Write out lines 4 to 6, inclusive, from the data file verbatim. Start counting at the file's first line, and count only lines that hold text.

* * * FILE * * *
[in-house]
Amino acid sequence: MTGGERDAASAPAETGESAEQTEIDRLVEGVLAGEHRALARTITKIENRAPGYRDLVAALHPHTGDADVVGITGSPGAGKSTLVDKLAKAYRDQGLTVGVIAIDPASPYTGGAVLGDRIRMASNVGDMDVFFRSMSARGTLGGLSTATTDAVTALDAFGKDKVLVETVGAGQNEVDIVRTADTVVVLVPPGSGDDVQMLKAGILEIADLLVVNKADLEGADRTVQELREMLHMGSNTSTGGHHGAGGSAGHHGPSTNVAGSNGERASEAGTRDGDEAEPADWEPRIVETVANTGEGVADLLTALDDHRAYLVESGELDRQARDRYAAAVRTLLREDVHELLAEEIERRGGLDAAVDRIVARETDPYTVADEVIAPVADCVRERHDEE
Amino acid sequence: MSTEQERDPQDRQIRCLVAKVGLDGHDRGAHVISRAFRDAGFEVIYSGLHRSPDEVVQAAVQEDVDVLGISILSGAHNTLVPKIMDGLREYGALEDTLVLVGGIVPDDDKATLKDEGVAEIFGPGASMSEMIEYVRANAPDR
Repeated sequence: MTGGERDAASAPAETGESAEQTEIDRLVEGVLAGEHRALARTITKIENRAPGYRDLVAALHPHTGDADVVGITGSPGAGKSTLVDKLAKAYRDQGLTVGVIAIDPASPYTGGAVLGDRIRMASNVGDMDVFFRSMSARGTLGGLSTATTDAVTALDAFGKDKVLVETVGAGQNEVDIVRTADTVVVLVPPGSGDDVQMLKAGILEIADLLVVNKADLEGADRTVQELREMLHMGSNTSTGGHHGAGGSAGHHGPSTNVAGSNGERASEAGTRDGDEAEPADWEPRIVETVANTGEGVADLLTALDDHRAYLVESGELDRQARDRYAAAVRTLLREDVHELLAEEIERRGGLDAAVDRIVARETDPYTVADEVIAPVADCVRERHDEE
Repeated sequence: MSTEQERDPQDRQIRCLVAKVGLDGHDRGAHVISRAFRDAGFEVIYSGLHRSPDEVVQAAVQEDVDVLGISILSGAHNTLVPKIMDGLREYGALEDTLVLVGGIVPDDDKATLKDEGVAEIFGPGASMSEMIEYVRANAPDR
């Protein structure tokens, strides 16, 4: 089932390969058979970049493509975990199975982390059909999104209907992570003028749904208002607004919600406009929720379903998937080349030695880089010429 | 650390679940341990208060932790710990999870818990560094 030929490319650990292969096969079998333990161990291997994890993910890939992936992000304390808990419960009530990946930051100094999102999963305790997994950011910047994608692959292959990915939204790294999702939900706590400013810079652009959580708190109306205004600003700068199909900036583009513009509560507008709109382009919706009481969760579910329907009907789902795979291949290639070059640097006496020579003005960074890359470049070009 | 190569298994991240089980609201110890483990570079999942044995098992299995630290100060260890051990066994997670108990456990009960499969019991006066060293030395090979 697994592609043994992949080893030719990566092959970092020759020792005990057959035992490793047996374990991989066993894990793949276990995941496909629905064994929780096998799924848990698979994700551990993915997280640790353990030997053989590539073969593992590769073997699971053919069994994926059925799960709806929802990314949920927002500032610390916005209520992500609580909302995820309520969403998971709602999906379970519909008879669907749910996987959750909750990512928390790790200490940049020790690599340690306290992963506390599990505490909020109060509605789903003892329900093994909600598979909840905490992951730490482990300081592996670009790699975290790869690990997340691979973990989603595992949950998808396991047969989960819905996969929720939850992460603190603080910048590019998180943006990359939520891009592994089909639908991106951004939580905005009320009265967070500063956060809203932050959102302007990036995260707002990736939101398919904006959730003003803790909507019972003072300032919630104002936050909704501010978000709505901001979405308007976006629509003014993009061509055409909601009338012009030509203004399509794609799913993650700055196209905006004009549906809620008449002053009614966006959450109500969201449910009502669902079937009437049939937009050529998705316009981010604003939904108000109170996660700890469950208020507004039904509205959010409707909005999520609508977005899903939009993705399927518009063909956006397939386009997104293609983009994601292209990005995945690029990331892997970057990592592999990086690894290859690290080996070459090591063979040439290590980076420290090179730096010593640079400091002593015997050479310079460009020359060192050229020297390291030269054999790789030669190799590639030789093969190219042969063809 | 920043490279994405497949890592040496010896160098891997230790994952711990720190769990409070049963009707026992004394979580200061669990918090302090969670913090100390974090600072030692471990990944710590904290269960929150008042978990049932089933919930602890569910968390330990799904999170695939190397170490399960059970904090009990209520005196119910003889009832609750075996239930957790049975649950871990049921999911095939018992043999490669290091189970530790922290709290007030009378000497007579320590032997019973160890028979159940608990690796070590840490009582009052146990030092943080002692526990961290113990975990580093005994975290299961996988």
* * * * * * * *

Repeated sequence: MTGGERDAASAPAETGESAEQTEIDRLVEGVLAGEHRALARTITKIENRAPGYRDLVAALHPHTGDADVVGITGSPGAGKSTLVDKLAKAYRDQGLTVGVIAIDPASPYTGGAVLGDRIRMASNVGDMDVFFRSMSARGTLGGLSTATTDAVTALDAFGKDKVLVETVGAGQNEVDIVRTADTVVVLVPPGSGDDVQMLKAGILEIADLLVVNKADLEGADRTVQELREMLHMGSNTSTGGHHGAGGSAGHHGPSTNVAGSNGERASEAGTRDGDEAEPADWEPRIVETVANTGEGVADLLTALDDHRAYLVESGELDRQARDRYAAAVRTLLREDVHELLAEEIERRGGLDAAVDRIVARETDPYTVADEVIAPVADCVRERHDEE
Repeated sequence: MSTEQERDPQDRQIRCLVAKVGLDGHDRGAHVISRAFRDAGFEVIYSGLHRSPDEVVQAAVQEDVDVLGISILSGAHNTLVPKIMDGLREYGALEDTLVLVGGIVPDDDKATLKDEGVAEIFGPGASMSEMIEYVRANAPDR
């Protein structure tokens, strides 16, 4: 089932390969058979970049493509975990199975982390059909999104209907992570003028749904208002607004919600406009929720379903998937080349030695880089010429 | 650390679940341990208060932790710990999870818990560094 030929490319650990292969096969079998333990161990291997994890993910890939992936992000304390808990419960009530990946930051100094999102999963305790997994950011910047994608692959292959990915939204790294999702939900706590400013810079652009959580708190109306205004600003700068199909900036583009513009509560507008709109382009919706009481969760579910329907009907789902795979291949290639070059640097006496020579003005960074890359470049070009 | 190569298994991240089980609201110890483990570079999942044995098992299995630290100060260890051990066994997670108990456990009960499969019991006066060293030395090979 697994592609043994992949080893030719990566092959970092020759020792005990057959035992490793047996374990991989066993894990793949276990995941496909629905064994929780096998799924848990698979994700551990993915997280640790353990030997053989590539073969593992590769073997699971053919069994994926059925799960709806929802990314949920927002500032610390916005209520992500609580909302995820309520969403998971709602999906379970519909008879669907749910996987959750909750990512928390790790200490940049020790690599340690306290992963506390599990505490909020109060509605789903003892329900093994909600598979909840905490992951730490482990300081592996670009790699975290790869690990997340691979973990989603595992949950998808396991047969989960819905996969929720939850992460603190603080910048590019998180943006990359939520891009592994089909639908991106951004939580905005009320009265967070500063956060809203932050959102302007990036995260707002990736939101398919904006959730003003803790909507019972003072300032919630104002936050909704501010978000709505901001979405308007976006629509003014993009061509055409909601009338012009030509203004399509794609799913993650700055196209905006004009549906809620008449002053009614966006959450109500969201449910009502669902079937009437049939937009050529998705316009981010604003939904108000109170996660700890469950208020507004039904509205959010409707909005999520609508977005899903939009993705399927518009063909956006397939386009997104293609983009994601292209990005995945690029990331892997970057990592592999990086690894290859690290080996070459090591063979040439290590980076420290090179730096010593640079400091002593015997050479310079460009020359060192050229020297390291030269054999790789030669190799590639030789093969190219042969063809 | 920043490279994405497949890592040496010896160098891997230790994952711990720190769990409070049963009707026992004394979580200061669990918090302090969670913090100390974090600072030692471990990944710590904290269960929150008042978990049932089933919930602890569910968390330990799904999170695939190397170490399960059970904090009990209520005196119910003889009832609750075996239930957790049975649950871990049921999911095939018992043999490669290091189970530790922290709290007030009378000497007579320590032997019973160890028979159940608990690796070590840490009582009052146990030092943080002692526990961290113990975990580093005994975290299961996988």